The Masters: A Thing of Beauty

Posted: April 4, 2012 in golf
Tags: , , , , ,

The first time I walked the Augusta National Golf Club course I thought it was the most beautiful place I’d ever seen.

That was 43 years ago, and at that time I hadn’t seen Pebble Beach’s 17-mile drive, the Maine cost, Hawaii, the Caribbean Islands, the United Kingdom or an Amelia Island sunrise. Good fortune has allowed me to visit all of those places since then, but I still fondly remember my first visit to Augusta National and the Masters.

There’s no time limit on beautiful memories, fortunately.

It is, indeed, the golf course that makes the Masters so special. The course has allowed the golf tournament to create a tradition like no other. (Don’t think for a moment that CBS’ Jim Nance was the first to utter that phrase.)

Regardless of what you think of golf or the Augusta National Golf Club membership, the Masters is special. In a world where tradition is usually an afterthought, the Masters has remained true to what Bobby Jones and Clifford Roberts created 79 years ago.

Pure and simple, the Masters is a celebration of playing golf and enjoying watching the best play the game. Commercialism be damned. There are no billboards at the Masters. Know why the $1.50 sandwiches come wrapped in green paper? So if a wrapper winds up on the ground it won’t show up on television. A fallen wrapper, by the way, doesn’t stay on the ground for long thanks to a crew of workers who immediately scoop up any trash.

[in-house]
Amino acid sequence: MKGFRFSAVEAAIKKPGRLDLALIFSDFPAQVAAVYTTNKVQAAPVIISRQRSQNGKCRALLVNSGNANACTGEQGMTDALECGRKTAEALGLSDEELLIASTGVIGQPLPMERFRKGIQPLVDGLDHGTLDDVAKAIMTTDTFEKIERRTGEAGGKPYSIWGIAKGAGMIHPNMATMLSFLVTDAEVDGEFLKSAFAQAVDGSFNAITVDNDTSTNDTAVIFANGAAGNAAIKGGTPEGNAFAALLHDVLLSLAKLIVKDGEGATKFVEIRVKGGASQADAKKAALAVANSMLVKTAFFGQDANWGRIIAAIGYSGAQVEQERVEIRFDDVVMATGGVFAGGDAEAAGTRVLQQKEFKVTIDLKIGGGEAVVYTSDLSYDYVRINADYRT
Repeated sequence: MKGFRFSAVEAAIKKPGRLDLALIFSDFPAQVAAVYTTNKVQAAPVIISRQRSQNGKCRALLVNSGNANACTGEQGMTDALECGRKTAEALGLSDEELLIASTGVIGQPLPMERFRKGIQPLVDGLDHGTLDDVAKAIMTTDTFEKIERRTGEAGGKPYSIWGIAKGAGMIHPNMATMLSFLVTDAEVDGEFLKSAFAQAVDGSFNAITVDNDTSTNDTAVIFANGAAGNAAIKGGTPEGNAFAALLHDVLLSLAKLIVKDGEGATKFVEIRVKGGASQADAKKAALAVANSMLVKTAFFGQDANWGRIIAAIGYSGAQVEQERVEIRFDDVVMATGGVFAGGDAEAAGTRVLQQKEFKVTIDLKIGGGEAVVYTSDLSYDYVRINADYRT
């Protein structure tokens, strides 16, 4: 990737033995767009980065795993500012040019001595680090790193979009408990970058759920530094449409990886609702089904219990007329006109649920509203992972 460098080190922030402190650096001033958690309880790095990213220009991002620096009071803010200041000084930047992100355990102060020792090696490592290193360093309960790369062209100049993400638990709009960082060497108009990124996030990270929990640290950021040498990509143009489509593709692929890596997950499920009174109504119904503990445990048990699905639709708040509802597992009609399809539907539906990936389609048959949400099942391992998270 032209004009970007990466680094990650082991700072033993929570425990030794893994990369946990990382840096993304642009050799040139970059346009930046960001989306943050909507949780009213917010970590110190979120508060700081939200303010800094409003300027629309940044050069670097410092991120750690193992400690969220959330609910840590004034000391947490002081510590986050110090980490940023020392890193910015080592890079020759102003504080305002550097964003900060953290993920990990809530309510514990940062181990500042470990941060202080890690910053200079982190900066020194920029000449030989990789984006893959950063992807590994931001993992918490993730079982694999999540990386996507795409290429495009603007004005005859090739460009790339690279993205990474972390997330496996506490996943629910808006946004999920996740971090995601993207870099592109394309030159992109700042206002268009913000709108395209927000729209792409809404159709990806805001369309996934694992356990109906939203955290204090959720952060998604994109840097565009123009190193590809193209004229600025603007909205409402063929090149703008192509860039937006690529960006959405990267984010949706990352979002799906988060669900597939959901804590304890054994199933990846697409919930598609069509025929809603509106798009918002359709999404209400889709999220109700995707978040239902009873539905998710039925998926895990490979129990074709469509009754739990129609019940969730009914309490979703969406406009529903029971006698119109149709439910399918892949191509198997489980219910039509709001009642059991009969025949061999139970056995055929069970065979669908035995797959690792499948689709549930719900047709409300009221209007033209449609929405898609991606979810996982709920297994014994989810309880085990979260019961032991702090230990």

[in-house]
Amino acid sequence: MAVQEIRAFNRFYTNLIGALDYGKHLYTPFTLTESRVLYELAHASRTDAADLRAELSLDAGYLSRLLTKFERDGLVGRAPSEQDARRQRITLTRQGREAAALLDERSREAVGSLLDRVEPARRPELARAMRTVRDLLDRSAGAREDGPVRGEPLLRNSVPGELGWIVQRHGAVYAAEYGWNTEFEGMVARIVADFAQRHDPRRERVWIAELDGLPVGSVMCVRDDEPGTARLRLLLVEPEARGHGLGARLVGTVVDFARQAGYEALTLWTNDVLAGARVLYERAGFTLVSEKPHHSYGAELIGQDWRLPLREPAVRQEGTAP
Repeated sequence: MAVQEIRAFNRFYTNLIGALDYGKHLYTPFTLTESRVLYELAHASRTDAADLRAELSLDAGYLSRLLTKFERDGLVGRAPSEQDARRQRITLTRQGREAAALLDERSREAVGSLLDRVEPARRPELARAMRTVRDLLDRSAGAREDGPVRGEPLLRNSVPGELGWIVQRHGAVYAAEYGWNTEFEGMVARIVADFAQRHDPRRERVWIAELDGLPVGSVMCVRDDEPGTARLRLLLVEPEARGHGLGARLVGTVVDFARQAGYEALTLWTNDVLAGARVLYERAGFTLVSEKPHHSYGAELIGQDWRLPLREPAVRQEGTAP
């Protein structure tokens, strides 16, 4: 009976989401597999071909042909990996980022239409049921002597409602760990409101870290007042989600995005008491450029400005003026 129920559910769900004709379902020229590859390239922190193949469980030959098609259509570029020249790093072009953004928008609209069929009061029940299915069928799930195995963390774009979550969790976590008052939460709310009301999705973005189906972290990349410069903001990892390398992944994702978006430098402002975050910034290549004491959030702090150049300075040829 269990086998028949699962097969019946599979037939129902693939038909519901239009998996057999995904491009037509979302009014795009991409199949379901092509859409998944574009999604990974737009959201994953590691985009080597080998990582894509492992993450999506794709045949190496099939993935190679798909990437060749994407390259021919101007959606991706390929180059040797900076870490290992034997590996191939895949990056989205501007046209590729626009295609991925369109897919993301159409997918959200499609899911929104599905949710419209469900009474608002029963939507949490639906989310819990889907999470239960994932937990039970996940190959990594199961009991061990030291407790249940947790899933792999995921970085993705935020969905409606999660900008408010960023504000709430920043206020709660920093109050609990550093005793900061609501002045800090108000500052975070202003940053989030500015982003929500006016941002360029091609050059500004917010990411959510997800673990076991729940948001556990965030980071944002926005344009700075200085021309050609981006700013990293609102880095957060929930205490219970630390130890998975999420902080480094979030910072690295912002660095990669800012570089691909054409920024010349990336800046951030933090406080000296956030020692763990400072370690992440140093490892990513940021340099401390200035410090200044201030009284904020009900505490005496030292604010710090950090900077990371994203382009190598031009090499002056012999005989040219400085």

The Augusta National Golf Club is often criticized for its rigid and discriminating rules. Membership is guarded more closely than Fort Knox. There are still no women members. It took way too long to include blacks among the players.

Know this: Augusta National Golf Club members have always been snobby toward anyone who wasn’t a wealthy male and in love with the game of golf. You can make your own judgment about a private club that asks for nothing from outsiders.

But also understand this: If you don’t like commercialism that has taken over our world; the obscene concession prices at our entertainment venues; the ridiculous salaries paid our athletes and entertainers regardless of their performances; the unsportsmanlike conduct of the competitors . . . then you should at least appreciate the Masters.

The tournament itself is as beautiful to me as the golf course.

 

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